Kidney beans burger

Kidney Beans Burgers

“Floor Burger” – Sculpture by Claes Oldenburg

Claes Oldenburg

A giant burger, a lipstick on caterpillar tracks, monumental clothespin. These are a few examples of the mind-boggling artworks of the king of Pop Art sculpture, Swedish-born American artist Claes Oldenburg. His monumental public art installations feature large replicas of everyday objects. He came up with a revolutionary idea that sculpture doesn’t necessarily have to be hard, like stone or bronze, but it could be soft, like cloth or paper. Oldenburg introduced the idea of “soft sculpture” into Pop art. Soft sculptures can be made of plastic, rubber, paper, cloth, foam and other supple materials.
In 1962 Oldenburg displayed his three colossal sculptures: “Floor Cake”, “Floor Cone”, and “Floor Burger” in the high-profile Green Gallery in New York. There were made of painted and stuffed canvas. He gave everyday, banal objects, like for example fast-food, the status of art. The artist believed that anything could be considered art. The humorous approach to art and the American culture won him a great popularity. When asked where he got his ideas, Oldenburg replied that he made them all up as a child.
His work received significant acclaim and influenced generations of contemporary sculptors like Jeff Koons and Damien Hirst.

Claes Oldenburg
Claes Oldenburg

“Food is like clay; you can sculpt with it. Also it has an odor, and you can eat it. I don’t eat a lot of cake, but I do make cakes! And unlike the Campbell’s Soup Cans, my food is a humanized form and scale.”
– Claes Oldenburg

Kidney Beans Burgers

kidney bean burger

Hamburger is a symbol of American culture and an icon of fast-food industry. Oldenburg’s “Giant Hamburger” takes it out of its context and blows it up to ridiculous proportions: 213 centimetres by 132 centimetres of bun, patty and pickle. This burger was first exhibited in 1962 and is made of canvas stuffed with foam and empty cardboard ice-cream boxes and painted with acrylic paint.
In the 60s the fast-food industry was growing at a rapid pace. Hamburgers have been ever since getting bigger and bigger for less and less money. This of course at the cost of their quality. It almost seems as if Oldenburg predicted the future with his “Giant Hamburger”. His hamburger is colossal and filled with junk and our hamburger became junk food.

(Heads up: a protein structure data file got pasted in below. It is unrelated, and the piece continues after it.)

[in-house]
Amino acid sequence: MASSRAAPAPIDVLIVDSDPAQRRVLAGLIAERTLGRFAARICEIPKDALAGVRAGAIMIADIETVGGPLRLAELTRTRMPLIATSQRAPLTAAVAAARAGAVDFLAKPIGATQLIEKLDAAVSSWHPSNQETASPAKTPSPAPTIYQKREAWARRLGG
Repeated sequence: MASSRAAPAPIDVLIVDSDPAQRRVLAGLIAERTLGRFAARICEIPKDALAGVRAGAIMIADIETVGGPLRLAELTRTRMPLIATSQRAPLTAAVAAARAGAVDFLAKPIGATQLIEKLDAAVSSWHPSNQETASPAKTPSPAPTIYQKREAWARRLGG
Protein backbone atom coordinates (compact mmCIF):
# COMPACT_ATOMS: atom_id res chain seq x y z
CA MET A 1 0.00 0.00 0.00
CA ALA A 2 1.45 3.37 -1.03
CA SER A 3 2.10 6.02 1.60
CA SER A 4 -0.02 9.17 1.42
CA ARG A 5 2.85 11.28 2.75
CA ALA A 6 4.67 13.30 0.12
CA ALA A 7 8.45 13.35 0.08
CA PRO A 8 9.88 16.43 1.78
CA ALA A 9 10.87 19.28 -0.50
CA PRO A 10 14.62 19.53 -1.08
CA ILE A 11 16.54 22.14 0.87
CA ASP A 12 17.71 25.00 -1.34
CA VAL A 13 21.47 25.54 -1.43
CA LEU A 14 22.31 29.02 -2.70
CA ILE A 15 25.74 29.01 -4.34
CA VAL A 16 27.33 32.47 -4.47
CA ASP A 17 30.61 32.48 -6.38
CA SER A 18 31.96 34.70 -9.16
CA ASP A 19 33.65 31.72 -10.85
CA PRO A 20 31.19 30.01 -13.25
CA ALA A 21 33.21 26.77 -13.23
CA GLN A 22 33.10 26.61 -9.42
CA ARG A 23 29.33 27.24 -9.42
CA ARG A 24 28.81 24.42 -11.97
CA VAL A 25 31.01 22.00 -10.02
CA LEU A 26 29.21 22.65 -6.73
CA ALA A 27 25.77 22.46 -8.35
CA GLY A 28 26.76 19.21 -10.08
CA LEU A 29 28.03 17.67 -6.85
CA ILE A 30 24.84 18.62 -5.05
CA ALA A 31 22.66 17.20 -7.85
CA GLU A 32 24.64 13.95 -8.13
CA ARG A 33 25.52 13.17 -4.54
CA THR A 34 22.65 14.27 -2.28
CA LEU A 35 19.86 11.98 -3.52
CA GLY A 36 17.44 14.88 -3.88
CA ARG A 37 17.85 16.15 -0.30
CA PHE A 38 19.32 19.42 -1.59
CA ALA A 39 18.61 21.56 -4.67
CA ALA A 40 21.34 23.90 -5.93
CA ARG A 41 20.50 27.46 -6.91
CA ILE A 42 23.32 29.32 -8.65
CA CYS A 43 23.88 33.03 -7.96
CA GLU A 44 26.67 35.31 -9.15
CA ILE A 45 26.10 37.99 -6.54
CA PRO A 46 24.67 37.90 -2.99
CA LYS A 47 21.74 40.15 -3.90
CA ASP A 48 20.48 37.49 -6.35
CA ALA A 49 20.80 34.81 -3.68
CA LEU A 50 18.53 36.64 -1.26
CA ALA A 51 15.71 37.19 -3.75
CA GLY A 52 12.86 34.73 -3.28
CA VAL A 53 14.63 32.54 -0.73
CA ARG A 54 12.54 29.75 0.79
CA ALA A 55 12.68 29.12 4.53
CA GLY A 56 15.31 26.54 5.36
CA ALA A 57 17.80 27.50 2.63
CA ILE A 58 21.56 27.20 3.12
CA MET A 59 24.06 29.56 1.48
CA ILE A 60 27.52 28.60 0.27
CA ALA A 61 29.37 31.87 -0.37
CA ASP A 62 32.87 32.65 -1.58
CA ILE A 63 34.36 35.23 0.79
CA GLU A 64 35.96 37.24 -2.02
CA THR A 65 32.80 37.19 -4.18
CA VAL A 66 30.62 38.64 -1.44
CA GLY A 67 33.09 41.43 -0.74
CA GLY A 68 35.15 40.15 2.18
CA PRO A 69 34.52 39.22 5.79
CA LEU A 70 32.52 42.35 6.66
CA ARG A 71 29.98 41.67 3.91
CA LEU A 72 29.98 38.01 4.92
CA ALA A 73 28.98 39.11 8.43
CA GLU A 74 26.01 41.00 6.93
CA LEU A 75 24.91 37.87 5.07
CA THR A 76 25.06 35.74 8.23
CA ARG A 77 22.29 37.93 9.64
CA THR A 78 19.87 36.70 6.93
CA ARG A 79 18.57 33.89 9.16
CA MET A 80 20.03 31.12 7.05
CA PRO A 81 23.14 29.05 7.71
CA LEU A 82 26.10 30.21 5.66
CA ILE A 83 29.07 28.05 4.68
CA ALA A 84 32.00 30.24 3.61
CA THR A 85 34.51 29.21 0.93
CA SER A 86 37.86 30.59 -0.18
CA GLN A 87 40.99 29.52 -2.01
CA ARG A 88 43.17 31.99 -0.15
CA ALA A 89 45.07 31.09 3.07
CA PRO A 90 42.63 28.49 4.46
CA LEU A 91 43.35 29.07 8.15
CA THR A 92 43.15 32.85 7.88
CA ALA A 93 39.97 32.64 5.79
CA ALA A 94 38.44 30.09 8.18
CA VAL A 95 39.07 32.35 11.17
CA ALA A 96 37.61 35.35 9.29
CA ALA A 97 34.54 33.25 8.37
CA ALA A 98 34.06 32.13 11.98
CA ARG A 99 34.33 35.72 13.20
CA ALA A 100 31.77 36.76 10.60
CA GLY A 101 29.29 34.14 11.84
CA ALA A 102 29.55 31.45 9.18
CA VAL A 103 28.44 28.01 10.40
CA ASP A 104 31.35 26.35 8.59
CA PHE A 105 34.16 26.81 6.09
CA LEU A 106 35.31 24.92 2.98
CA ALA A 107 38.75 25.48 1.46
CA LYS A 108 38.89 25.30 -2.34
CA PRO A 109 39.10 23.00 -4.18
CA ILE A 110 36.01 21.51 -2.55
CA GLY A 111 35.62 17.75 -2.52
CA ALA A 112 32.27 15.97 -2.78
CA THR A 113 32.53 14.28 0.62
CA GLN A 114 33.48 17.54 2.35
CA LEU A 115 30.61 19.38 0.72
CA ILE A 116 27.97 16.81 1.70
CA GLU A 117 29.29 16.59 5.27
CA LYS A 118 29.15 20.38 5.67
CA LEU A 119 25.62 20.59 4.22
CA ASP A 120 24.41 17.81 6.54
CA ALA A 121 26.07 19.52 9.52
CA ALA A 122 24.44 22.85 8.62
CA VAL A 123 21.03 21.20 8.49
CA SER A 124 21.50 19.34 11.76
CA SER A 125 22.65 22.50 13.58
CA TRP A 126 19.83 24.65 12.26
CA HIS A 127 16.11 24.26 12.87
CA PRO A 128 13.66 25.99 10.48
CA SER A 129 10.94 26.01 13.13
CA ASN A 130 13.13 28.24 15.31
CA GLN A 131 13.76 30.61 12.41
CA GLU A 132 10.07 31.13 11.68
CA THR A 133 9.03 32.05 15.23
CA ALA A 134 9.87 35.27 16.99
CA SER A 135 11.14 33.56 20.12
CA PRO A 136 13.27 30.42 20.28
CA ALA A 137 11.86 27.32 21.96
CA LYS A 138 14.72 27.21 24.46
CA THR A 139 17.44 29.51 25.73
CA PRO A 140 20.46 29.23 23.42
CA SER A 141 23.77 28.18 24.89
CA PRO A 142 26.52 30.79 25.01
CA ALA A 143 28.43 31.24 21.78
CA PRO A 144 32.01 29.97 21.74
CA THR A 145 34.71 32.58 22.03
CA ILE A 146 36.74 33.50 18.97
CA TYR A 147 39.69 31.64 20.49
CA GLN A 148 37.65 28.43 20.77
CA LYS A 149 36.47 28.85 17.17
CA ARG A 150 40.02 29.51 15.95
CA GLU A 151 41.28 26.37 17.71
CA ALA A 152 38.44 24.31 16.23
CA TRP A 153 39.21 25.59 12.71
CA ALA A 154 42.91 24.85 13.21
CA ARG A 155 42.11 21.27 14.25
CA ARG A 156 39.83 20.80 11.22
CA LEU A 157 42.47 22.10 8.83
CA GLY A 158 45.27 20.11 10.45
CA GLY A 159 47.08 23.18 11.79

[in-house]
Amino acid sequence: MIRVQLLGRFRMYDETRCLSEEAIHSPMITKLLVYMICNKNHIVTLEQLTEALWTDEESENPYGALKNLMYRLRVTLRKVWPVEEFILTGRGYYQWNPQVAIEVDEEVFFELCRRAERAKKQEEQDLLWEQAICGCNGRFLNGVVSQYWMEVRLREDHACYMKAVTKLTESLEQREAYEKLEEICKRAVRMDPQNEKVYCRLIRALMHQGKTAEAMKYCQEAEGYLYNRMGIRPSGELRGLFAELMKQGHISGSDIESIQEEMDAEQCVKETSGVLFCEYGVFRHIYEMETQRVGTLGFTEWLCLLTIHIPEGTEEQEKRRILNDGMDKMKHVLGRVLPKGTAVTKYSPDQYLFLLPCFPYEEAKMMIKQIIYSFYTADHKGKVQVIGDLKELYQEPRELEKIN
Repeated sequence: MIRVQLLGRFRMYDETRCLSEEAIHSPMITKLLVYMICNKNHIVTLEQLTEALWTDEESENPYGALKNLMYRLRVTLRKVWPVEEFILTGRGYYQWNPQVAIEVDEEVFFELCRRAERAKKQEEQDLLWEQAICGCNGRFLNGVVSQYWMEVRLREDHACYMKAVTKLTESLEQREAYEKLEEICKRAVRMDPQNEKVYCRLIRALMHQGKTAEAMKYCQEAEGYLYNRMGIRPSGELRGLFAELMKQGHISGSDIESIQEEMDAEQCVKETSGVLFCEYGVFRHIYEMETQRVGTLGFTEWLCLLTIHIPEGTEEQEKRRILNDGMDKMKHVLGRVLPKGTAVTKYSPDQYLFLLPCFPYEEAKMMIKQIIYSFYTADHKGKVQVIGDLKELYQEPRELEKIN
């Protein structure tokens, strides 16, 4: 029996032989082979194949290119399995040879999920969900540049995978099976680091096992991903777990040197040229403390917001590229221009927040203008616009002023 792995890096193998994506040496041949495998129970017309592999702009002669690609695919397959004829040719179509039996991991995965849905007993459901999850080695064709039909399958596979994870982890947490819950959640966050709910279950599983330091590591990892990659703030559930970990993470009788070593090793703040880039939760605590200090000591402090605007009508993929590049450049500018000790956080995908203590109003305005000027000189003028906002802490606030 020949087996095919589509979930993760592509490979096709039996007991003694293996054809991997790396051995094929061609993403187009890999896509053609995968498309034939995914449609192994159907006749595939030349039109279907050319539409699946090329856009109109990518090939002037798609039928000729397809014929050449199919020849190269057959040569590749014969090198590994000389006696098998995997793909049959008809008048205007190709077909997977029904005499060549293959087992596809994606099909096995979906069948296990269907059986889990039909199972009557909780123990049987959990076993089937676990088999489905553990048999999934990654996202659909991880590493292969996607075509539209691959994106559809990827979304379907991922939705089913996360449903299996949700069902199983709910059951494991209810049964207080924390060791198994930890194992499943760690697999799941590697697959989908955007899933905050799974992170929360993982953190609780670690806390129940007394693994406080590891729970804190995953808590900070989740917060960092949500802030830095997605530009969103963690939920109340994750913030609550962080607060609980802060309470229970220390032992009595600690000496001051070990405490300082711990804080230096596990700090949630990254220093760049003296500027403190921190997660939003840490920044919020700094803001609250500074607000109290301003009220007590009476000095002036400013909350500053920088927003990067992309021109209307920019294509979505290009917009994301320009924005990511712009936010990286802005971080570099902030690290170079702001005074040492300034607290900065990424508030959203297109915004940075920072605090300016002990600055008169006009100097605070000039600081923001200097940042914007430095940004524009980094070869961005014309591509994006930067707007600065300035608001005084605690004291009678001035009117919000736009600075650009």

kidney bean burger

Well, let’s be honest, the “Floor Burger” doesn’t look very appetising, does it? My veggie burger on the other hand, mmm… I’m drooling.

kidney bean burger

Inspired by Oldenburg’s “Giant Hamburger”, which made me think about the negative consequences of fast-food consumption for people and environment, I made these beans burgers.
All sorts of beans are a healthier option for beef, use much less water and have much lower carbon footprint in their production. Beans are high in protein, fibre, complex carbohydrates, folate, and iron.

Kidney bean burger

Beans and portobello mushrooms have that great “meaty” quality, therefore are perfect for veggie burgers.
Making burgers is quite easy and a great fun too. Definitely something you can engage your kids in during the weekend.
I put the burger buns on a grill pan to warm them up, but an oven can be used too.

Burger prep

I made a classic burger sauce for my bean burgers. It pairs great. As for the accompaniments, I like to use a lot. I caramelised the red onions slightly which gives, together with gherkins and jalapeño, a great combination of sour, sweet and spicy. Tomato and cucumber make the burger more juicy and sprouts give it an extra crunch. The choice is really yours. You can also serve these burgers with some good old classic English cheddar. Nom nom nom!

burger prep

Serves 6

Ingredients:

For the burgers

  • 2 cans (of 400g) kidney beans, rinsed and drained
  • 2 Portobello mushrooms, chopped, gills removed
  • 1 onion, finely chopped
  • 1 garlic clove, finely chopped
  • 3 tsp tomato purée
  • 2 Tbsp parsley, chopped
  • 1 tsp coriander seeds, ground
  • 1 tsp cumin seeds, ground
  • 2 Tbsp sunflower seeds
  • 1 Tbsp chickpea flour
  • 5 Tbsp sunflower oil
  • 6 burger buns
  • Salt and pepper to taste

For the sauce

  • 3 Tbsp mayonnaise or vegan mayo
  • 2 Tbsp ketchup
  • 1 Tbsp Dijon mustard
  • 2 Tbsp gherkins, finely chopped
  • Black pepper, freshly ground

Accompaniments

  • Gherkins
  • Pickled jalapeno slices
  • Red onion, in thick rings, caramelised
  • Tomato, sliced
  • Cucumber, sliced
  • Lettuce
  • Mixed sprout

Preparation:

In a small bowl mix mayonnaise, ketchup and mustard. Add chopped gherkins and season with pepper. Stir well with a spoon.

Heat 2 table spoons of oil in a pan over medium heat. Add mushrooms, onion, garlic, spices and sunflower seeds and cook for 5 minutes stirring from time to time.

Place the beans in a large bowl. Crash with a potato masher, leaving some whole. Add the content of the pan, tomato purée, parsley and chickpea flour. Season generously with salt and pepper. Stir until thoroughly combined. Divide the mixture into 6 portions and form into patties. Wet or floured hands make it easier to form nice burgers.

Heat 3 table spoons of oil in a large non-stick pan. Add patties and bake until browned on the bottom, then flip carfully. Bake until browned and crusty on the other side. Be careful and gentle while flipping the burgers. They are quite fragile.

Serve on buns with sauce and accompaniments.

Kidney bean burger

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